How to overcome ideological barriers to innovation

Ideological barriers to innovation are often hardest to overcome.

Andrew Bosworth, vice president of ads and business platform at Facebook, played upon "the-only-constant-is-change" theme in his disrupt-or-die speech at the recent IAB Mixx event in New York, using the now defunct ice trade fighting against new-fangled refrigeration as an example of entrepreneurs who failed to capitalize on new technology and merely delayed the inevitable.

“If they had pivoted, these once great ice companies could have brought refrigeration to the world,” Bosworth said.

Brands like Kodak suffered similar fates. And countless other examples exist.

“Failure to innovate is not a function of size, it’s a function of vision,” Bosworth said. “It’s who you are and how far you are willing to go.”

Further, brands that innovate nail three steps: They understand what they do, they structure themselves for change and they commit to change, Bosworth said.

And while understanding what you do sounds simple, it may be the toughest part, he added. Like, say, whale oil barons didn’t just sell oil – they sold heat and light – and they fought against cheaper kerosene, trying to dissuade consumers by labeling it as a dirty alternative — and they eventually found themselves out of business, too.

And Kodak sold memories, Bosworth said – but it failed to realize this and missed a key opportunity to shape the future with digital cameras.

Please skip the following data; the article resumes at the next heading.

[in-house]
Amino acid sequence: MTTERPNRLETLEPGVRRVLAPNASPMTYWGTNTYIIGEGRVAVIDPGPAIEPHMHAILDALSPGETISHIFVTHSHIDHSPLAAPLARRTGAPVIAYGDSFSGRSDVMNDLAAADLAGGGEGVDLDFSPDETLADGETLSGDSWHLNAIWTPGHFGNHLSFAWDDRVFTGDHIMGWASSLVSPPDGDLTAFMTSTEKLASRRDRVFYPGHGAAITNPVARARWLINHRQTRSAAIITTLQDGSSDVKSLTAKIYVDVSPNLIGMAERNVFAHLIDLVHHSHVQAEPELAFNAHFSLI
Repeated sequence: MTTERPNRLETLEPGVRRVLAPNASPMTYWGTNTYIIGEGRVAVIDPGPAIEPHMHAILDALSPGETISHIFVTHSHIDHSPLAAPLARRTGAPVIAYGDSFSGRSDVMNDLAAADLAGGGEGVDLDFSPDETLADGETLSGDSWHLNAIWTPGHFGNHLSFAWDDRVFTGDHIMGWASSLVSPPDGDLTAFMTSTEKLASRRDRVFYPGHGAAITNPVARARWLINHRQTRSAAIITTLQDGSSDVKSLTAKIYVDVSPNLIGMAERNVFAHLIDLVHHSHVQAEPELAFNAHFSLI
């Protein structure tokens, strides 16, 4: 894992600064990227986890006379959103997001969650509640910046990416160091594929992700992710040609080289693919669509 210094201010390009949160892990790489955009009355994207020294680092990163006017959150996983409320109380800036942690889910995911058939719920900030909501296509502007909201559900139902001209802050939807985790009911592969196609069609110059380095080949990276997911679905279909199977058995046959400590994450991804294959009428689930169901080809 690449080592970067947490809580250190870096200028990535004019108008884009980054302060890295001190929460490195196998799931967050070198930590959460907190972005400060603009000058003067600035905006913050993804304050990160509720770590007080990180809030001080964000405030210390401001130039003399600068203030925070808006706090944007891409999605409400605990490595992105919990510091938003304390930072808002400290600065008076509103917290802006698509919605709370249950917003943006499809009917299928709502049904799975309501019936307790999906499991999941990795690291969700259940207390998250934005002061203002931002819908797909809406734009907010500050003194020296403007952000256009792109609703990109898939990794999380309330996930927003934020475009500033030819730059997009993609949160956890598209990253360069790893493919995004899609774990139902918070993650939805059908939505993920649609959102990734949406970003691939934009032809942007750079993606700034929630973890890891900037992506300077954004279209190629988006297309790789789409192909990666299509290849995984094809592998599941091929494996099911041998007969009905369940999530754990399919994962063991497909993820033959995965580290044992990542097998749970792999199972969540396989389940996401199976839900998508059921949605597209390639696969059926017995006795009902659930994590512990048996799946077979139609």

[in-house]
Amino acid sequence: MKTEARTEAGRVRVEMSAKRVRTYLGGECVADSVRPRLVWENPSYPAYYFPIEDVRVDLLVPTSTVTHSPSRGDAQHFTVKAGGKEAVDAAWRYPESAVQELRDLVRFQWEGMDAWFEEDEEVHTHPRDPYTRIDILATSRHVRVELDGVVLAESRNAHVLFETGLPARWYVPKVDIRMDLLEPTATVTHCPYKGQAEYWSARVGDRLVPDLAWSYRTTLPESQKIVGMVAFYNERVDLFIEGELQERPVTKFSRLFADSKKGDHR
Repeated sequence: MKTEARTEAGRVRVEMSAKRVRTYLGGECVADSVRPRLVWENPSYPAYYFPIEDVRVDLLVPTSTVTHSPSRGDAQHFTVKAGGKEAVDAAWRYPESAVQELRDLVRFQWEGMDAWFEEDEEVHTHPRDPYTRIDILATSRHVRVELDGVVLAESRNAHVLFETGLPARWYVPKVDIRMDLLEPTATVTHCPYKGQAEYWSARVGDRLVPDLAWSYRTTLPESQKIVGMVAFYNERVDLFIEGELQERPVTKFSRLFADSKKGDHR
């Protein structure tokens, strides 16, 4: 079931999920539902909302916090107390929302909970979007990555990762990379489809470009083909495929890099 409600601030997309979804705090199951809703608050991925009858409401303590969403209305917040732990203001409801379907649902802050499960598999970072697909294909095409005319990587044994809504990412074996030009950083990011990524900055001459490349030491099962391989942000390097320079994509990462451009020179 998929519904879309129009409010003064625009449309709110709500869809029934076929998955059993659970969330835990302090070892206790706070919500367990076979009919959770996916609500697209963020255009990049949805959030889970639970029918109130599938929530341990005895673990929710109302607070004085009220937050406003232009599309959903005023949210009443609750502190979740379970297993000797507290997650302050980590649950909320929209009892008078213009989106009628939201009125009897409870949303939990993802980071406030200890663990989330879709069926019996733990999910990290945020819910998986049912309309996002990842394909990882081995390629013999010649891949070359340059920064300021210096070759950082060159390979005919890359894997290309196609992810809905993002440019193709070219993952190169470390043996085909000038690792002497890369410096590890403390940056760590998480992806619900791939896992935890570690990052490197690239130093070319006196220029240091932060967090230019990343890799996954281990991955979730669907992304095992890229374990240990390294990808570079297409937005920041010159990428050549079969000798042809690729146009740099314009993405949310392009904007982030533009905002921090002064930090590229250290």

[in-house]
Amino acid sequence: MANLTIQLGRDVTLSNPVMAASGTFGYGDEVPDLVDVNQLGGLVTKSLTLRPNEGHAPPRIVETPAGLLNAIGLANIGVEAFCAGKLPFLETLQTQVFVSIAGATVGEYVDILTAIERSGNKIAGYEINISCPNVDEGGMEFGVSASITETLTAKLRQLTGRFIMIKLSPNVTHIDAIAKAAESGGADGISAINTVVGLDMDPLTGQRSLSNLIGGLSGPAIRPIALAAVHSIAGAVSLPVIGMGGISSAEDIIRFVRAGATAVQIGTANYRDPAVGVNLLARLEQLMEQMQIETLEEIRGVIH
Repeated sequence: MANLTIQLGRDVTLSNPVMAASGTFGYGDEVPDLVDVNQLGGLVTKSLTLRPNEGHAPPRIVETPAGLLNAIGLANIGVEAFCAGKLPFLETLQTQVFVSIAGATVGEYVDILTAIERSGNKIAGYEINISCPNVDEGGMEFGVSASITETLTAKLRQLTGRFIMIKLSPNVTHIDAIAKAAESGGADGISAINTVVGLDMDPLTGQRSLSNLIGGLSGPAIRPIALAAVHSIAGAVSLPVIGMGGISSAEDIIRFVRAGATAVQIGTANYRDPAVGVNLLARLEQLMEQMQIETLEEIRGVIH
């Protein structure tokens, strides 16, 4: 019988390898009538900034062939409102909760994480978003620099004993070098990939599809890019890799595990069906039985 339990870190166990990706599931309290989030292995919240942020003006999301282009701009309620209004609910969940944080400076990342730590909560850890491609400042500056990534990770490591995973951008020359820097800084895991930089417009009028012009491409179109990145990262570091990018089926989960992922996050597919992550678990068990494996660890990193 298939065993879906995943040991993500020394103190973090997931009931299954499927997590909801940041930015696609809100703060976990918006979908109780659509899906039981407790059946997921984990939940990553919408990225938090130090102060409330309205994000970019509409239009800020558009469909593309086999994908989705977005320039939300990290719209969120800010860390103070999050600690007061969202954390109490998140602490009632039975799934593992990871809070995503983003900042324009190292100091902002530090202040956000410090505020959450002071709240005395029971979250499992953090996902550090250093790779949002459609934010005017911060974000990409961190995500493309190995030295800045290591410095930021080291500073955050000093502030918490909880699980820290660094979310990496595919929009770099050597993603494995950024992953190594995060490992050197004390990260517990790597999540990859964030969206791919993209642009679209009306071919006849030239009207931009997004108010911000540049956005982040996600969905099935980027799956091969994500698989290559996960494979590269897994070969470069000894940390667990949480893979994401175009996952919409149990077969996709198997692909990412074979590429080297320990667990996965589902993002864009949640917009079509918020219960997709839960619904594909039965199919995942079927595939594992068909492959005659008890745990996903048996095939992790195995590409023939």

“Companies often miss the moment because they are stuck in an inflexible conception of what it is they do,” Bosworth said. “There are legal, social and technological barriers to innovation, but ideological is the biggest. What you do for the world isn’t necessarily the same as what you sell. You are defined by the value you create for the world…it’s not what people are paying for, but the reason they are paying you in the first place. What the ice barons and whalers didn’t understand is if you let changes pass you by, you became a product, not a service.”

That’s the dilemma Facebook faced when it was a college-only network in 2006 and had to decide whether to open itself up beyond students.

“There were a lot of very smart people who believed it would kill the company,” Bosworth said. “But we realized our product is connection. And if we pass up an opportunity to connect people, we’re letting our customers down and giving fuel to our competitors to beat us tomorrow.”

Further, real pivots require real commitment, he added. In other words, companies fail by either setting ambitious goals they don’t hit or by setting safe goals they do hit – all the way to obsolescence.

“The point will come when you have to make a change and you can’t half ass it. You have to go all in,” he said. “Sometimes the riskiest thing is to not risk anything. Growth happens in moments of deep discomfort.”

And that’s in part why Facebook is building a fleet of solar-powered aircraft and why it acquired Oculus.

“Our mission is to make the world more connected,” Bosworth said.

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